Not Clowning Around: a Catholic Take on IT

I’m not someone who generally seeks out horror movies; when I went to see the new film adaptation of Stephen King’s novel IT, I was doing going to see a movie with friends. I wasn’t quite sure what I was in for, but I figured it would hopefully be a worthwhile experience. I was expecting an evil clown and some scary scenes. I came out of the movie with a fair amount of lingering fear and a bit of something else.

The Quick Overview

IT is a horror movie about a group of high schoolers in the 1980s who come face-to-face with a primordial evil. Which chooses to appear as a carnivorous clown. As “Pennywise the Dancing Clown” terrorizes them with its tricks and menace, each of them winds up pitted against their deepest fears. Ultimately, the film is about facing your fears and growing up, and that’s what I loved so much about IT.

There’s a lot of darkness in this movie, and every bit is directed to a singular purpose: the theme of fear. IT hyperstimulates us by presenting us with an evil beyond our ken. In beholding the monstrous eponymous “IT”, we develop our sense of the reality of evil, even when that evil is difficult to glimpse. And then, well–there’s this quote that some of you might find familiar, and I can’t find a better epithet for IT. This is an implicit theme of the entire movie, as summed up by everyone’s favorite British Catholic. You heard it here, folks: IT is a fairy tale.

IT and the Presence of Evil

The theme of evil runs side-by-side with the theme of fear, and what’s most interesting is the ways that the movie depicts them both. Bill Skarsgård portrays IT with a savagery and unabated malice that excites primal terror, while also portraying a twisted childishness. Aside from Bill’s own brilliant performance, the movie’s director depicts a gauntlet of nightmares conjured up by IT, scenes designed to burn themselves into your brain for at least a week or so. This is dramatic, sensational evil, to the point where you you can feel IT in your bones.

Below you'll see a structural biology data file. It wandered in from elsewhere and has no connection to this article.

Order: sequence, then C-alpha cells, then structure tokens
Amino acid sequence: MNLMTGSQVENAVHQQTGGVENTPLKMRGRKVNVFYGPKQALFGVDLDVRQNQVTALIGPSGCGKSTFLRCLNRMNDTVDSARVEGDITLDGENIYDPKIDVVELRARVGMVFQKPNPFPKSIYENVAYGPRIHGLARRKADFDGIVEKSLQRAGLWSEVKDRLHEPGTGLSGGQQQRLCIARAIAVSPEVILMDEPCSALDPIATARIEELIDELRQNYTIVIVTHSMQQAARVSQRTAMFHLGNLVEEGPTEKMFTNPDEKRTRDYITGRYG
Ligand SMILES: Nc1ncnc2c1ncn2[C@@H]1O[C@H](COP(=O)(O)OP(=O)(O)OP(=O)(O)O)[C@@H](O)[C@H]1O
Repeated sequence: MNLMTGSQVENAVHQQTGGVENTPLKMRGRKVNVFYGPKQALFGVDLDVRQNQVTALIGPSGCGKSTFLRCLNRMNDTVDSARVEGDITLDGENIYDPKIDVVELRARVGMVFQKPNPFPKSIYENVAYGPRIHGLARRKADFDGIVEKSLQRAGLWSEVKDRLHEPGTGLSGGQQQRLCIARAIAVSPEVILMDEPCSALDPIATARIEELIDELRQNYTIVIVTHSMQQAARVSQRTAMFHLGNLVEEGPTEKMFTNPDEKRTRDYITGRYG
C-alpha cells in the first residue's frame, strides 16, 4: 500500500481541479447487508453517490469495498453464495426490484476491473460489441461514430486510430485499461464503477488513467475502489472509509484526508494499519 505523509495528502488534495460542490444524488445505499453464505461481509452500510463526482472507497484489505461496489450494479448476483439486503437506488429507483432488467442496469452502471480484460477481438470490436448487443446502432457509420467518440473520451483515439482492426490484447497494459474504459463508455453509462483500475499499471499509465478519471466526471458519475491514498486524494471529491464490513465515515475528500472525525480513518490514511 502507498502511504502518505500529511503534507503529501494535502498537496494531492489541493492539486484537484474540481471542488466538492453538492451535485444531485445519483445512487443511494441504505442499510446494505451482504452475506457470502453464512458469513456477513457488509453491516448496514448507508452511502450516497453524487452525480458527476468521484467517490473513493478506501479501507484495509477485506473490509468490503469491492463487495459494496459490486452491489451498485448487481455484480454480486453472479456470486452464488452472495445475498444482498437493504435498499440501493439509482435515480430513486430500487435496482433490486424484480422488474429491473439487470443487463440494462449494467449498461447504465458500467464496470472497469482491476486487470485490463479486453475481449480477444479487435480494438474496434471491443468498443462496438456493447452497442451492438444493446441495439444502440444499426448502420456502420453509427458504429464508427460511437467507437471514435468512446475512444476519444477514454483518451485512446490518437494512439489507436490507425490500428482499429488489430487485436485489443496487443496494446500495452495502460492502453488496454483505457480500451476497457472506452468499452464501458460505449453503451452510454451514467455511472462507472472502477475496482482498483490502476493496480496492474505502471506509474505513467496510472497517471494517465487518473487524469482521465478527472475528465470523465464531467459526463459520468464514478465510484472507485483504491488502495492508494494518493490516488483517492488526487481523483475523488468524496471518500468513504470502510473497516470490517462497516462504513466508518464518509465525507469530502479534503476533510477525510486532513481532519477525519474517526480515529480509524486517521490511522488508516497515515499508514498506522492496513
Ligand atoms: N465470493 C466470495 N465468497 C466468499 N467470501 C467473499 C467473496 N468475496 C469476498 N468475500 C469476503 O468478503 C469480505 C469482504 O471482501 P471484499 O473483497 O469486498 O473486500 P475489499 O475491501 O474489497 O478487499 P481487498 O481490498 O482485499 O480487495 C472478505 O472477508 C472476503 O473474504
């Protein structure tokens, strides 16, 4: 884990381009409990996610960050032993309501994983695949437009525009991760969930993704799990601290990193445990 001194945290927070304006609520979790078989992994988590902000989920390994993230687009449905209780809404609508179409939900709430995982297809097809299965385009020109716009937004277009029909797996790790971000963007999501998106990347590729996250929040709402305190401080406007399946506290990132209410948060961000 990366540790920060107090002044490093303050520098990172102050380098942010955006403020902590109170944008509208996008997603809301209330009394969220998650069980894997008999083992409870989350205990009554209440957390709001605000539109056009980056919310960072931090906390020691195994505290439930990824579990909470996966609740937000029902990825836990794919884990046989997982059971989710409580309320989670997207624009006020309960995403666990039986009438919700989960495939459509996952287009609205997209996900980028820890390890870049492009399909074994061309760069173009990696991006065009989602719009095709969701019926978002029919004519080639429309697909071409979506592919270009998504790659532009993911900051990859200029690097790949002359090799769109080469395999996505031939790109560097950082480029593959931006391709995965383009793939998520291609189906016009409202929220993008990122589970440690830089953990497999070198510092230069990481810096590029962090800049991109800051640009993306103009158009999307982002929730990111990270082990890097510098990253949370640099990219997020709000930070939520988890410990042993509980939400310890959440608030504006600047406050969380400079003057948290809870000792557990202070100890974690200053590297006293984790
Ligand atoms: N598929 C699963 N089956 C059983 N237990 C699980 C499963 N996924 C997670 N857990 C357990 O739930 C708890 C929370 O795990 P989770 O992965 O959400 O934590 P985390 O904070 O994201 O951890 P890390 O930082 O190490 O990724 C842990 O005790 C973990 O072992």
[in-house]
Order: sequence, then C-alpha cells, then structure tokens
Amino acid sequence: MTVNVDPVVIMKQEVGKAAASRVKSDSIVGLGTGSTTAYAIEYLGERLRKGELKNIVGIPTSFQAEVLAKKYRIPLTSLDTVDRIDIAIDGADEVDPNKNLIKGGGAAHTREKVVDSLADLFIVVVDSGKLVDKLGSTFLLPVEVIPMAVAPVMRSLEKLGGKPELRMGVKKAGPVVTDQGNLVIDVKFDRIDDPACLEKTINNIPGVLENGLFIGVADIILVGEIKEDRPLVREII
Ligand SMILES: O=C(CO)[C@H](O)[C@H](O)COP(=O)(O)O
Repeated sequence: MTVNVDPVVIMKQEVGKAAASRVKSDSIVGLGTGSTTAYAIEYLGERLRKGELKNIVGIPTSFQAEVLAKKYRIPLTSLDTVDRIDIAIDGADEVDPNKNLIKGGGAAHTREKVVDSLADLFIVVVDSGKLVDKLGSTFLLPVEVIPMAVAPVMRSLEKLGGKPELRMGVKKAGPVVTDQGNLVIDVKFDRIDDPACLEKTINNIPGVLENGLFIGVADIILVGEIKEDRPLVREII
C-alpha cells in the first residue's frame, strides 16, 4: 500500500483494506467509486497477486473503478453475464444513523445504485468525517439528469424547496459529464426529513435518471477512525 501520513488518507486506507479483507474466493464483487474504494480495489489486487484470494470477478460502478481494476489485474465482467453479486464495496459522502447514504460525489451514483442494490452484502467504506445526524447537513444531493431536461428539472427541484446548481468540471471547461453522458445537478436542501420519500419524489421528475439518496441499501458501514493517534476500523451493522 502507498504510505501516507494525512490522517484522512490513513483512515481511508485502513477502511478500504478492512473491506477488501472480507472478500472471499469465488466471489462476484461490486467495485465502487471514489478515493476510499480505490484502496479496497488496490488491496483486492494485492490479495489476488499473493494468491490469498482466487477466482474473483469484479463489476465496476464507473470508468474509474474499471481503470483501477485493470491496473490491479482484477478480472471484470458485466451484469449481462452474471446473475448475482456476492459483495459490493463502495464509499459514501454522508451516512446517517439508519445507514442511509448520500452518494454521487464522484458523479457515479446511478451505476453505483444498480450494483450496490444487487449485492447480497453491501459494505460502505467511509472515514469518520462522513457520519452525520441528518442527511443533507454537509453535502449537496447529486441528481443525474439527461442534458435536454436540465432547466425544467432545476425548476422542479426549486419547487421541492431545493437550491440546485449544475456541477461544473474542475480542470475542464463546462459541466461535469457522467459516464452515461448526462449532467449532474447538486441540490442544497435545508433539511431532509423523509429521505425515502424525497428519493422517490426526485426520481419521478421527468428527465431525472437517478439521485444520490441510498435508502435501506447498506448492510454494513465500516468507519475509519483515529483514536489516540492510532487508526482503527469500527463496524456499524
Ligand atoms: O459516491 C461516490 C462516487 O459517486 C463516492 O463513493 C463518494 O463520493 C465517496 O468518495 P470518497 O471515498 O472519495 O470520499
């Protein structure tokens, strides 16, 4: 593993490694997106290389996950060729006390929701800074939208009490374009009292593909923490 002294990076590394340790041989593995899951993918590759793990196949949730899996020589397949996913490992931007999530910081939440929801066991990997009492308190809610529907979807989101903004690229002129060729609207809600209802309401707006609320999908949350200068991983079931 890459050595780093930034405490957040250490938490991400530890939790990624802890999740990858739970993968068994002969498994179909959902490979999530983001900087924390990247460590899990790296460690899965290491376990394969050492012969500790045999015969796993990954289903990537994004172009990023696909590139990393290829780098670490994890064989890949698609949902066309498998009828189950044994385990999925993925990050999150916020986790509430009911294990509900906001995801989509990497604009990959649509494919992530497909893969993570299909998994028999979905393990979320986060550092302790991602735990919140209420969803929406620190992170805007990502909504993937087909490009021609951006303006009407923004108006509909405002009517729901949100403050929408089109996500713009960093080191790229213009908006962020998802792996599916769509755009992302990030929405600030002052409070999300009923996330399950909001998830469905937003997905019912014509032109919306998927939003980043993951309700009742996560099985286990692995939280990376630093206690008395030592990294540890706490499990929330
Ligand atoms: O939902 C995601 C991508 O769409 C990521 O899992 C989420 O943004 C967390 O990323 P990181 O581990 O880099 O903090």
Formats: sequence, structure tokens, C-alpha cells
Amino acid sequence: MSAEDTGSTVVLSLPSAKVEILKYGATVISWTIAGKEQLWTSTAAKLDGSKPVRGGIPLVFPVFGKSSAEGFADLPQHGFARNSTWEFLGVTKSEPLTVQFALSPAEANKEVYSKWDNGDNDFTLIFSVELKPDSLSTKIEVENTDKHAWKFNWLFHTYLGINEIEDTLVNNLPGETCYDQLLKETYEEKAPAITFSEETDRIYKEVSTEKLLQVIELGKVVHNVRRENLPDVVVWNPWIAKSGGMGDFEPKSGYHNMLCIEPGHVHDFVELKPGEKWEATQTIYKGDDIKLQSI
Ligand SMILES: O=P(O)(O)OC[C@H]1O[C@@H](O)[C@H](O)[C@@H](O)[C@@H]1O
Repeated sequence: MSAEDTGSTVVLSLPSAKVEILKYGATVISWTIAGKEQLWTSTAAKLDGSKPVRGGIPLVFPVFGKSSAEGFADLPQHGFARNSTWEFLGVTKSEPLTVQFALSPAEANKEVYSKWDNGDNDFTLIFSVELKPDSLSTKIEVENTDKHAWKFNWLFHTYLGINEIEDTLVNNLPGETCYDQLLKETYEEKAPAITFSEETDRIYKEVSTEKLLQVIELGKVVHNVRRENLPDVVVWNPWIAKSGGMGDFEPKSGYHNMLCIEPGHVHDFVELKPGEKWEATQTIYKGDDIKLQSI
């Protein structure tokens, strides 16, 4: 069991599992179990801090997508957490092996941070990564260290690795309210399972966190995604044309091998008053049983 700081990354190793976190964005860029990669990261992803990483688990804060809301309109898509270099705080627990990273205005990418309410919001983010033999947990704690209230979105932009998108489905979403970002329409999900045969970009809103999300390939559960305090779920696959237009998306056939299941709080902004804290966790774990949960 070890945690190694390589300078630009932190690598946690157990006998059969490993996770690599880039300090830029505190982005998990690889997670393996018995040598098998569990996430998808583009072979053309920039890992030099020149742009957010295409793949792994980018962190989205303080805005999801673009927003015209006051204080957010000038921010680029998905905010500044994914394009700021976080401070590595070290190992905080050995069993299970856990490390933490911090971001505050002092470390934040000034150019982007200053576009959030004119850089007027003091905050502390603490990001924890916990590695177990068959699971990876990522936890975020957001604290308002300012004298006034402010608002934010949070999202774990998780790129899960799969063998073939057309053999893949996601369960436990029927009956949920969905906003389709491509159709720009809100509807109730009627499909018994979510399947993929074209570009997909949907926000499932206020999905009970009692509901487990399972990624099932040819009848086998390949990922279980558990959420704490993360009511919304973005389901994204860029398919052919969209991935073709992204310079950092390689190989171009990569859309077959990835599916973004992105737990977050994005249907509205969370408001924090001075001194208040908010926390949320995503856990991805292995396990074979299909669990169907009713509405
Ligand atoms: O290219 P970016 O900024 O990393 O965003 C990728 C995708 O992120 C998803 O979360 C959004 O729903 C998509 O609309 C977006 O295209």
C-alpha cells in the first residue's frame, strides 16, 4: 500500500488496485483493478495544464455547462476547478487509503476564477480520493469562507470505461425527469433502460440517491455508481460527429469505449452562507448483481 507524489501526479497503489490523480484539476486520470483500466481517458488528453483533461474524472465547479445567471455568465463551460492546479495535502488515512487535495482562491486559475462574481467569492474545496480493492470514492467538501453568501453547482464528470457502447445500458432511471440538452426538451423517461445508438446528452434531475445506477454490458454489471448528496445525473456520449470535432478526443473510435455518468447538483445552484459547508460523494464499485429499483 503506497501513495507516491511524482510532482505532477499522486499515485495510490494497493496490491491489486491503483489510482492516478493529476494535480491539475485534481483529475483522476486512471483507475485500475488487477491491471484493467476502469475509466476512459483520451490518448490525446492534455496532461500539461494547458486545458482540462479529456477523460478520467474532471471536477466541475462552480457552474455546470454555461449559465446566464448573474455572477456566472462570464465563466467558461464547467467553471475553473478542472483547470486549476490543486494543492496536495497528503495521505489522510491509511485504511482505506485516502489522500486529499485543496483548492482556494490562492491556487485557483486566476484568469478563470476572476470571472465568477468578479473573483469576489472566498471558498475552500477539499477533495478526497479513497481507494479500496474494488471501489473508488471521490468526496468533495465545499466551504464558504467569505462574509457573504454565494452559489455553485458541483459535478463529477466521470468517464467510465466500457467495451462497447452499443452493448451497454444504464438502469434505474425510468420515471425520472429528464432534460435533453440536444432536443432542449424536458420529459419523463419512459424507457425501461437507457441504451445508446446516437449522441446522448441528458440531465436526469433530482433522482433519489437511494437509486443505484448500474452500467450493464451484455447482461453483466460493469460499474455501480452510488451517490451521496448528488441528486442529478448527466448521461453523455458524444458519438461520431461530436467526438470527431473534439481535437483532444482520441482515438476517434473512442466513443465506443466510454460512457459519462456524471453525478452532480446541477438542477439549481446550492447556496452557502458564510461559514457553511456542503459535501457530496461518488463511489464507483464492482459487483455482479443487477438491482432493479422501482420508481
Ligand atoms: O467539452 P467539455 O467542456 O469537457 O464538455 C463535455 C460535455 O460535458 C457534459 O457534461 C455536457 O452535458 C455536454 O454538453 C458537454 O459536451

At the same time, there’s another type of evil afoot in the movie: the evil of the mundane. The movie is set in a small town filled with secrets and dark pasts, and the adolescent protagonists are grappling with some pretty serious issues. The movie continues to remind us that some of the darkest evils reside within the human heart, and even though IT’s menace is more overt, we should never overlook human evil. It’s a theme that runs powerfully through the movie, and the story works exactly like a fairy tale, at least according to Chesterton’s thought. This is a story where fantastical evil leads us to the truth of real evil: insidious, ever with us, and demanding battle.

What’s more, the climax of the movie feels very Christian. Pennywise the Dancing Clown is a brilliant reflection, whether intended or not, of the menace of Satan, preying on fear and isolation in order to devour innocent souls. IT’s presence speaks to the spiritual truths we hold. While not necessarily written as such, IT works as a parable for evil, even. (This is not to say that this is an allegory: IT most emphatically is not, and stands powerfully on its own. Rather, you can find very Christian meaning in the movie.) The specter of Pennywise, ever leering, hiding just around the corner, prowling like a lion, is unforgettable.

IT: My Overview

There’s so much I could say about IT. The actors are incredible, even the children (Sophia Lillis in particular is outstanding in the role of Beverly Marsh). The costume and set design for Pennywise is phenomenal and evocative, presenting us with a musty antique-store feel that still carries an aura of evil. There’s a few standout effects-laden scenes that drive home the terror faced by the children. There’s even some lighthearted scenes that mostly fit perfectly into the tone of the film, with one glaring exception that just felt incredibly out of place to me–a small blemish on an otherwise marvelous film.

IT is a movie about growing up and making friends, a movie about conquering your past by trusting in others and refusing to be trapped alone. There’s intense cathartic moments (Beverly’s arc in particular is incredibly empowering) that speak to trauma and suffering, and sinister reminders that Pennywise lives inside of ordinary human life just as much as in the nightmare world. IT was the biggest and most delightful movie surprise of the past few years, for me.

Content Advisory: blood and violence (mostly against children), one scene of attempted rape, significant vulgarity and profanity, intense terror

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